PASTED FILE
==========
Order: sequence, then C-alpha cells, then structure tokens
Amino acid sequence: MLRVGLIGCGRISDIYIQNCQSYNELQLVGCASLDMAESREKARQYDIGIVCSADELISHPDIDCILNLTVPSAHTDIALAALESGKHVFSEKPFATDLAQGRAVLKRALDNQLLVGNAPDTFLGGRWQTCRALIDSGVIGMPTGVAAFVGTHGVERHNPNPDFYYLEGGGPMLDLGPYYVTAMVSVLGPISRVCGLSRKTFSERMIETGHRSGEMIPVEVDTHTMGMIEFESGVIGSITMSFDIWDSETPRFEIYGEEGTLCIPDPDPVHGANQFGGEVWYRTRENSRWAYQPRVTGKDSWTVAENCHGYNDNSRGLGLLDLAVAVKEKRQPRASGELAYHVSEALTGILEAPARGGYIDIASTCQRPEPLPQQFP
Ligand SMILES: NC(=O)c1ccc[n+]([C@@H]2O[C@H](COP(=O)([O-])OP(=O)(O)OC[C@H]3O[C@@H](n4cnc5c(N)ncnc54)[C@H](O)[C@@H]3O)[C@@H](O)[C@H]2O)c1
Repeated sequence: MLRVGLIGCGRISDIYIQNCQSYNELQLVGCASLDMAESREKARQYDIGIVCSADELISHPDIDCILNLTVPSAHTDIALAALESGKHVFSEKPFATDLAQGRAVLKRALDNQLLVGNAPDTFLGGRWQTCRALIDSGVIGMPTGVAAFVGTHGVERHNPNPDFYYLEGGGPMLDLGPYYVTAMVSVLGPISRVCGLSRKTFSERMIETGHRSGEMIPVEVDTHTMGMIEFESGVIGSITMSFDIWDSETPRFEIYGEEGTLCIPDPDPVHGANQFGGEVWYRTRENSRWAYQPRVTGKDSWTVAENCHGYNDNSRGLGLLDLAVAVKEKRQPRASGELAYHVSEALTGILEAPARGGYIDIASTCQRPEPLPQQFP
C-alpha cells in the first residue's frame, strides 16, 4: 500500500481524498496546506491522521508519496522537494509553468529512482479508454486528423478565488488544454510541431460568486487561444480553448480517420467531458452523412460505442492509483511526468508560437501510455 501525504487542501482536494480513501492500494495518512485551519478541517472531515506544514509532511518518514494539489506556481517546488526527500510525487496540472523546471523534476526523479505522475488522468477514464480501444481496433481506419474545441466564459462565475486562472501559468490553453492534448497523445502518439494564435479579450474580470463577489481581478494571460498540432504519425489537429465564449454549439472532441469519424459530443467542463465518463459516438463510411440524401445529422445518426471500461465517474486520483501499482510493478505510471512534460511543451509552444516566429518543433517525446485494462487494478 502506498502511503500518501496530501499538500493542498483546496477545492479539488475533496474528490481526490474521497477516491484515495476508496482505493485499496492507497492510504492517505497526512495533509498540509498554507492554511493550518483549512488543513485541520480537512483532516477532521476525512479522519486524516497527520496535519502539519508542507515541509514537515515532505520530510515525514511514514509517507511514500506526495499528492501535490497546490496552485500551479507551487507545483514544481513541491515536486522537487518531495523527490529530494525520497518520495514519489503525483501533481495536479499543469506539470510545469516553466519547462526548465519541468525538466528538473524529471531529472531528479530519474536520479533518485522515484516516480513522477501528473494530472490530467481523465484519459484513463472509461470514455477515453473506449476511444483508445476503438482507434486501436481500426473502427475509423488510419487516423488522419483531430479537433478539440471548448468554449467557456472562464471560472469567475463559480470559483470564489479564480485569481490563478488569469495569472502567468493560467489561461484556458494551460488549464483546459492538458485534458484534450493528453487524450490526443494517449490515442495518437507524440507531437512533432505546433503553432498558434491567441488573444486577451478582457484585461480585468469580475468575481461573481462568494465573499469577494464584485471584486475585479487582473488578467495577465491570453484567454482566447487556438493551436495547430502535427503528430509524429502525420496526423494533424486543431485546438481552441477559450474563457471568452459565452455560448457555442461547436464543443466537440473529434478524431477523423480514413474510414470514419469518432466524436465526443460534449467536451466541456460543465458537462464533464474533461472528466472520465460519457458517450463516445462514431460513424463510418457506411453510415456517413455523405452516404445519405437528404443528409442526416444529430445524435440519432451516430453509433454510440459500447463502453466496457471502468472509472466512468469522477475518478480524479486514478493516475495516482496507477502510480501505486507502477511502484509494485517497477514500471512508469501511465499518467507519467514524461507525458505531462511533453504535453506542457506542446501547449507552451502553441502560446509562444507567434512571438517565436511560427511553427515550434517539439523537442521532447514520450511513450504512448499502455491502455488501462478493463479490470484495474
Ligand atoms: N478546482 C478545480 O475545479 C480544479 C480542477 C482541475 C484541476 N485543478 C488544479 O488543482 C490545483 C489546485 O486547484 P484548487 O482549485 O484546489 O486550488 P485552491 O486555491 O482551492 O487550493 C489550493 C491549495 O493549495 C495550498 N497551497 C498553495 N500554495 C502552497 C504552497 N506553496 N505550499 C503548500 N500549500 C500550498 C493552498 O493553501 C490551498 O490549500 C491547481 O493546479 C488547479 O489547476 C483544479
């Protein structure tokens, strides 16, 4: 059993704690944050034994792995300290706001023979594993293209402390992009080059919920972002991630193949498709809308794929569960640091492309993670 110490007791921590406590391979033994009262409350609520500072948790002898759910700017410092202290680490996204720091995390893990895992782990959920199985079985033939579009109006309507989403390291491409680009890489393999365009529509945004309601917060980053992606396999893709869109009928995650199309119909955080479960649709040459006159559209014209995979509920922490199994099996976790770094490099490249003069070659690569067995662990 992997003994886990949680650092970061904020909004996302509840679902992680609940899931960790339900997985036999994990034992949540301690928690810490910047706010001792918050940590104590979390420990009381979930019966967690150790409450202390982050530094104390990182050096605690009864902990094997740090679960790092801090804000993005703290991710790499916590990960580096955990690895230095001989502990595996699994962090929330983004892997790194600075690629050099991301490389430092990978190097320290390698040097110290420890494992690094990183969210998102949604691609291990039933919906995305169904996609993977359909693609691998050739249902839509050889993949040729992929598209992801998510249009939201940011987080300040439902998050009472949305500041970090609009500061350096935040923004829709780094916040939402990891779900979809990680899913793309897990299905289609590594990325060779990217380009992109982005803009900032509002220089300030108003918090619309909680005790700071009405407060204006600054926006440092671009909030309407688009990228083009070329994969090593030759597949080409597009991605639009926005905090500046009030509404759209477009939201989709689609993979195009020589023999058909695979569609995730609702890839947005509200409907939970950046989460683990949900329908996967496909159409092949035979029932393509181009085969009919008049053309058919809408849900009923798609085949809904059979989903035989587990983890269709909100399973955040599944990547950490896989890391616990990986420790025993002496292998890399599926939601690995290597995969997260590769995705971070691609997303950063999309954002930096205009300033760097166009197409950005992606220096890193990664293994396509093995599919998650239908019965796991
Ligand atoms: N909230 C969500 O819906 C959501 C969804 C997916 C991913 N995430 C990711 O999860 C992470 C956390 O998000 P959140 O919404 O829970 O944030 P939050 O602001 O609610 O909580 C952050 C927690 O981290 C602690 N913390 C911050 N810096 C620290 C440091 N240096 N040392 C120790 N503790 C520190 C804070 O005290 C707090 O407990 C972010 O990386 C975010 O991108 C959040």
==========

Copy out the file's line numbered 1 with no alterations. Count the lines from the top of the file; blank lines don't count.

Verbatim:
Order: sequence, then C-alpha cells, then structure tokens